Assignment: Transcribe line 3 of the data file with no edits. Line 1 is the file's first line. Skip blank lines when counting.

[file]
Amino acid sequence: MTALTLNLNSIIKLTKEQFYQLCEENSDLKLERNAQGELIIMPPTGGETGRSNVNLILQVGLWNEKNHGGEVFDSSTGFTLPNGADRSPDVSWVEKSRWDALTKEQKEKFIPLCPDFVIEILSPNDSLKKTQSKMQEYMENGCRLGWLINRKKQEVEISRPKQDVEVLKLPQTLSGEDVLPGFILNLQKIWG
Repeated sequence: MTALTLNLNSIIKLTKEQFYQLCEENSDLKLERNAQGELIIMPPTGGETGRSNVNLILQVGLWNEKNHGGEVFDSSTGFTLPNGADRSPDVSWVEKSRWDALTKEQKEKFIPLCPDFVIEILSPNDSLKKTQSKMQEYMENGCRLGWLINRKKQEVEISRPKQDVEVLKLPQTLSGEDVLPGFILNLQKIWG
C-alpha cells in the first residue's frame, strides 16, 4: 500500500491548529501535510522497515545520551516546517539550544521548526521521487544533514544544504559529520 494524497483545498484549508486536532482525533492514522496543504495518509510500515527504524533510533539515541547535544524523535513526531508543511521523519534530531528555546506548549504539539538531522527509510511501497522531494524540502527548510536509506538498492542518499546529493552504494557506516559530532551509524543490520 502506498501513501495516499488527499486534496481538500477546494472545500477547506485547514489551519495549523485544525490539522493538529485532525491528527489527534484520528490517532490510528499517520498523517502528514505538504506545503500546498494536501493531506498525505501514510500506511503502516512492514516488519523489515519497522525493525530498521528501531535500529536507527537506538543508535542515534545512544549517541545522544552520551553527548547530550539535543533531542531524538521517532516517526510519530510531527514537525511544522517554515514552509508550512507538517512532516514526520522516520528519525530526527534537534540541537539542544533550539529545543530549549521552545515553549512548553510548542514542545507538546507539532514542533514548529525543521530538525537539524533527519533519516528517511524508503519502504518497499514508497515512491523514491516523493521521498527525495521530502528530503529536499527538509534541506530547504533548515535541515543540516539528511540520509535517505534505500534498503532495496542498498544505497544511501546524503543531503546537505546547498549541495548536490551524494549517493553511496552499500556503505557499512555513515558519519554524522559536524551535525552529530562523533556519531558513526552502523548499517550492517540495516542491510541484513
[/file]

C-alpha cells in the first residue's frame, strides 16, 4: 500500500491548529501535510522497515545520551516546517539550544521548526521521487544533514544544504559529520 494524497483545498484549508486536532482525533492514522496543504495518509510500515527504524533510533539515541547535544524523535513526531508543511521523519534530531528555546506548549504539539538531522527509510511501497522531494524540502527548510536509506538498492542518499546529493552504494557506516559530532551509524543490520 502506498501513501495516499488527499486534496481538500477546494472545500477547506485547514489551519495549523485544525490539522493538529485532525491528527489527534484520528490517532490510528499517520498523517502528514505538504506545503500546498494536501493531506498525505501514510500506511503502516512492514516488519523489515519497522525493525530498521528501531535500529536507527537506538543508535542515534545512544549517541545522544552520551553527548547530550539535543533531542531524538521517532516517526510519530510531527514537525511544522517554515514552509508550512507538517512532516514526520522516520528519525530526527534537534540541537539542544533550539529545543530549549521552545515553549512548553510548542514542545507538546507539532514542533514548529525543521530538525537539524533527519533519516528517511524508503519502504518497499514508497515512491523514491516523493521521498527525495521530502528530503529536499527538509534541506530547504533548515535541515543540516539528511540520509535517505534505500534498503532495496542498498544505497544511501546524503543531503546537505546547498549541495548536490551524494549517493553511496552499500556503505557499512555513515558519519554524522559536524551535525552529530562523533556519531558513526552502523548499517550492517540495516542491510541484513